With an international reputation in health care ethics, Professor Komesaroff is a Member (AM) in the General Division of the Order of Australia – an honour accorded to him in the 2014 Queen’s Birthday Honours List.

The award was in recognition of his significant service to ethics in medicine as a physician, researcher and philosopher.

“I cried much through it…”: Letter from Professor Zvi Bekerman, Ph.D., School of Education, Hebrew University, Jerusalem

I have just finished reading your book.

I cried much through it and loved it too. I was able to recognize much of what you say because of my years of volunteering at the Hadassah Hospital’s hospice where many of the things you report resonate ceaselessly. If only because these are the issues you write about (in disregard of what you think – never available to me – or what you do), I want you as my personal physician… though this might mean the impossible: moving to Australia!

It is such a pity that you do not work in education because such a book should be written for that discipline too. I liked it so much that I’m even ready to disregard your psychologizing inclinations (…although fortunately only a few examples were found). It is all you promised:  mystery, sex, and ethics.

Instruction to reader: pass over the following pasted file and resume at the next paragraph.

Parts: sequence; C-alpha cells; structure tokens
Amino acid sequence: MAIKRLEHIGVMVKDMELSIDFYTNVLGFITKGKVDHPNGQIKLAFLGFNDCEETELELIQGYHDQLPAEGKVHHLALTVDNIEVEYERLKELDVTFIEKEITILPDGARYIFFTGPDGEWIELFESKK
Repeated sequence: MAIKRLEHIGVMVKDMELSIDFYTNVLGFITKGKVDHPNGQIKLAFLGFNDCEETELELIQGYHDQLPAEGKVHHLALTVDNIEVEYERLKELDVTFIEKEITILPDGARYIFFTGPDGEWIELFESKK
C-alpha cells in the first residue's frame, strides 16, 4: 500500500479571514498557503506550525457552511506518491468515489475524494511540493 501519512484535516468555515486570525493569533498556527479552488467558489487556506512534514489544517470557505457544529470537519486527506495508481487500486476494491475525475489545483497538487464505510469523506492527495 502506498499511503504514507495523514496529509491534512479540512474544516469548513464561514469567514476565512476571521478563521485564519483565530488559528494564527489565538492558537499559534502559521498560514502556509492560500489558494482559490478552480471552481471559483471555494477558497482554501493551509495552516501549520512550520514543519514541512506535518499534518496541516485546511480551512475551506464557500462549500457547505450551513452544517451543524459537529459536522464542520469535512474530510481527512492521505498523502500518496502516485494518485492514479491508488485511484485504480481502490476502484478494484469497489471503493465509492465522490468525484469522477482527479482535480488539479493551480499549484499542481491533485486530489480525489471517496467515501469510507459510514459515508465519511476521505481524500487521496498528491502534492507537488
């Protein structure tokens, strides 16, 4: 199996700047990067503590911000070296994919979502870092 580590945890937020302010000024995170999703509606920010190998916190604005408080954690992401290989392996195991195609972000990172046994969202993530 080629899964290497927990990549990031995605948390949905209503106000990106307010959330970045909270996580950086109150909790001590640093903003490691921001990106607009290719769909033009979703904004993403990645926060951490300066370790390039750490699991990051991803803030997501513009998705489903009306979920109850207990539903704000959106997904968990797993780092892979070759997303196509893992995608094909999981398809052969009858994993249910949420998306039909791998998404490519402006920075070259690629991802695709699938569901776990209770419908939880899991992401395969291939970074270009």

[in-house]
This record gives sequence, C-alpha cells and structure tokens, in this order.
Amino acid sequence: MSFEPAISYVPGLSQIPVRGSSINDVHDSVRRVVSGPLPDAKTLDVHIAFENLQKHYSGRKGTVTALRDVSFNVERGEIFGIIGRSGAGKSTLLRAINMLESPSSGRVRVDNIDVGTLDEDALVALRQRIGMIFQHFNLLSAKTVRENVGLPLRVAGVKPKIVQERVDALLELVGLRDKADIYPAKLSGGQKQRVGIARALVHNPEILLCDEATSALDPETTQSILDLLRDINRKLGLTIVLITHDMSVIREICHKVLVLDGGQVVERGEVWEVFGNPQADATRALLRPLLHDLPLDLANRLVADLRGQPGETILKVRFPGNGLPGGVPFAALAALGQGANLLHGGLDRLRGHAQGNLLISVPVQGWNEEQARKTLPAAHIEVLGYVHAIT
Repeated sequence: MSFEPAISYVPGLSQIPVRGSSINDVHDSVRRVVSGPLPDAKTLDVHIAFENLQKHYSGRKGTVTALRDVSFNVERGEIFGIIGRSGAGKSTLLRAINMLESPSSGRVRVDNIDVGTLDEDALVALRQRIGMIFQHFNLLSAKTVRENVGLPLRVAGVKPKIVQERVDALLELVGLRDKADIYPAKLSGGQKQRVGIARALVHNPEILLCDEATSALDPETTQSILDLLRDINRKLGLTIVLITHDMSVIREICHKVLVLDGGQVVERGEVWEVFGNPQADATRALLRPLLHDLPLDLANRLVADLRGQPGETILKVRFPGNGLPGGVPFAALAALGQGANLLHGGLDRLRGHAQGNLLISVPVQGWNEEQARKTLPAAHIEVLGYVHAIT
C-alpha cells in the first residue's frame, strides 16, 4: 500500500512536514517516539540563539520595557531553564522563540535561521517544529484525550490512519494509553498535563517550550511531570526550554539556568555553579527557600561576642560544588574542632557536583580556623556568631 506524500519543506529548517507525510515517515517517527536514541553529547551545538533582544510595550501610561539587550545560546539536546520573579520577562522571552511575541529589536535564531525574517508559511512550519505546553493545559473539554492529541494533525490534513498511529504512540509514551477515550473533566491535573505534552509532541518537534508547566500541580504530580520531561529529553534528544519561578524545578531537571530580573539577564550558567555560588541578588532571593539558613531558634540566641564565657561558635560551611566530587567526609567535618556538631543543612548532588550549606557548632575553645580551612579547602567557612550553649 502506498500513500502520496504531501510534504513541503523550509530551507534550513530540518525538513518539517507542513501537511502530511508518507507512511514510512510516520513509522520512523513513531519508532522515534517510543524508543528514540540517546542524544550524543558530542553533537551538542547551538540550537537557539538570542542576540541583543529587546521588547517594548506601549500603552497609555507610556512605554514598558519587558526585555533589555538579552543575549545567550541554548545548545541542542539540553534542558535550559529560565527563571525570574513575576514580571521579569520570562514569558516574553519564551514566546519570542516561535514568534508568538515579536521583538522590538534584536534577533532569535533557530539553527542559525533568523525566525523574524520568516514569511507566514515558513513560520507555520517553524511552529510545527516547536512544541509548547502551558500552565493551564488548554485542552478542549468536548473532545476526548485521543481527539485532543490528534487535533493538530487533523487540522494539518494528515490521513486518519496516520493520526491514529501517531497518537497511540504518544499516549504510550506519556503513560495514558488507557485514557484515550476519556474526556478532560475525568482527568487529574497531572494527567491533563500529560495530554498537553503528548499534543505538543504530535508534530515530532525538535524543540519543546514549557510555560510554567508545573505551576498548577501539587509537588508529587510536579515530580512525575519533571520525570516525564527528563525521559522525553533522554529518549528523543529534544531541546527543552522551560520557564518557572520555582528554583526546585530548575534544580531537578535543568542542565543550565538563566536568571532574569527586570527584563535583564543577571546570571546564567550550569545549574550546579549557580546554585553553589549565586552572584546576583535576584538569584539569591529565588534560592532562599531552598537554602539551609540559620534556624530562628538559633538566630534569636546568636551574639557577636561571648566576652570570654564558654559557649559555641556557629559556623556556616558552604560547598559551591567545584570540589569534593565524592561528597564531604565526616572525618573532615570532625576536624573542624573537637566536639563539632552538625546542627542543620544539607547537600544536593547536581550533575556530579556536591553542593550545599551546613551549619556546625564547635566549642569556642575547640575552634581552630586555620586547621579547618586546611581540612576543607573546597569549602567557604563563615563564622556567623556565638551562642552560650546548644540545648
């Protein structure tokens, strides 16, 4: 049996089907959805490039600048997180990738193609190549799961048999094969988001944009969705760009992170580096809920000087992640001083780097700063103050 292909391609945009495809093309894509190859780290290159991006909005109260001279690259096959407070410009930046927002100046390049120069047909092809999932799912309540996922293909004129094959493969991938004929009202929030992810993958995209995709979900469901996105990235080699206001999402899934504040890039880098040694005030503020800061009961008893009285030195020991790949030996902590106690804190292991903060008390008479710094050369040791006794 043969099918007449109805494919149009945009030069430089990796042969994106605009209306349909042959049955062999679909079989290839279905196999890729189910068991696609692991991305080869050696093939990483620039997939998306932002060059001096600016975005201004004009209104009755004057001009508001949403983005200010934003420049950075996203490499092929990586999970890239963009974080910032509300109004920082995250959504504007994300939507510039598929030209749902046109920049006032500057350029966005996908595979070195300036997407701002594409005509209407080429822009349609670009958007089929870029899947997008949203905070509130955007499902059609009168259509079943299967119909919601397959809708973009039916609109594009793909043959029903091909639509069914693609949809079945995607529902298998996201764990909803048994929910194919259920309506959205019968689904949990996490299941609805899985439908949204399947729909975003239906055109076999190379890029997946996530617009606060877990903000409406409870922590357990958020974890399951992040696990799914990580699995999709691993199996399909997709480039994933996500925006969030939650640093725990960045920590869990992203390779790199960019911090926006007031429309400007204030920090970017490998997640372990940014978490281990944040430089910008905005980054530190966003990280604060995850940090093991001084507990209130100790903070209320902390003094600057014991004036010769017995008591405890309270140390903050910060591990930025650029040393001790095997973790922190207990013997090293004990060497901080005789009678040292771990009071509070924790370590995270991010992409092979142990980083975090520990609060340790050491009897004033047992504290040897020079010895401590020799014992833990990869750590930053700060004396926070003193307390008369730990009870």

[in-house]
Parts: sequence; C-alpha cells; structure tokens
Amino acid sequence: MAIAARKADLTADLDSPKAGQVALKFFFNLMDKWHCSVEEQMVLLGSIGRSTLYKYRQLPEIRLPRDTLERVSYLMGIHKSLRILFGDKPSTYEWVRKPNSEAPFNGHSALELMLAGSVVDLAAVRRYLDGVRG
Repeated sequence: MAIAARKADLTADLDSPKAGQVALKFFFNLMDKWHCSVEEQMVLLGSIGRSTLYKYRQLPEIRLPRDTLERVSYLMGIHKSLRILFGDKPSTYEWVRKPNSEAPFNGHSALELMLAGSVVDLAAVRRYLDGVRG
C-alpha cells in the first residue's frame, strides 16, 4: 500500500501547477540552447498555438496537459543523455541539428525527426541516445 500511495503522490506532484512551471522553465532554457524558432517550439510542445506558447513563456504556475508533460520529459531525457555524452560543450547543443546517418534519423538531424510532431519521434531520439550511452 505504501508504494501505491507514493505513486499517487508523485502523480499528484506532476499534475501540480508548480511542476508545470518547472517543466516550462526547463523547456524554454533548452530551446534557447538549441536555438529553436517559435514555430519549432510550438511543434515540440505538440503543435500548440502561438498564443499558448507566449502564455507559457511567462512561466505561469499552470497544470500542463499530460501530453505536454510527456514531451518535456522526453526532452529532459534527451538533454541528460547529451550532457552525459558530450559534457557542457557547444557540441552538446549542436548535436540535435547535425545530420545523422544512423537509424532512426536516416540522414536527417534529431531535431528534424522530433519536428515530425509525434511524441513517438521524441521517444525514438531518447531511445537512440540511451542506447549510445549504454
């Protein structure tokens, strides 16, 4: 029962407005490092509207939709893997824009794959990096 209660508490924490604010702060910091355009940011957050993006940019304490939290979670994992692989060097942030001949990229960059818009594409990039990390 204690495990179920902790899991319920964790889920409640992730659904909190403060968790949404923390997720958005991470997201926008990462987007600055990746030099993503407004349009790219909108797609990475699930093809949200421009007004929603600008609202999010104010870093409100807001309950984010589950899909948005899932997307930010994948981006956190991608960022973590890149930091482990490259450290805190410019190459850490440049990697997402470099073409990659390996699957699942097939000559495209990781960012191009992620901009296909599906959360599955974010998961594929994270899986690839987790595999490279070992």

Thanks for the book. I am looking forward to the next one.

 

Doctor tells thrilling tale, by Holly McKay (19 Aug 2014 Stonnington Leader)

AN ARMADALE doctor believes he has written the world’s very first bioethical thriller. Professor and physician Paul Komesaroff ’s latest book, Riding a Crocodile: A Physician’s Tale, explores the issues and ethics of life and death.

Prof Komesaroff said the book goes behind the scenes at a hospital and follows a physician
who becomes aware of disturbing changes taking place in the hospital.

“It explores the daily life of a practising doctor as he encounters a range of different problems that come up with his patients, his personal life and the hospital.

“It’s written as a detective story and a thriller. It’s the first bioethical thriller.”

Prof Komesaroff works at Monash University and is also director of the Centre for Ethics in
Medicine and Society.

Riding a Crocodile is his 14th book, but his first work of fiction. It is available from bookshops
and online.

“An exciting read”: Riding a crocodile by Paul Komesaroff. Published by Greenleaf March 1, 2014 by cayocosta72

Abraham Nevski is a respected medical professor who takes his work at Royal Prince John Hospital, a busy teaching hospital very seriously. Returning to work after a break, he discovers that things are different. Unexplained deaths are occurring at an alarming rate and Abraham puts everything, including his life on the line to uncover the truth to save his beloved hospital and his patients.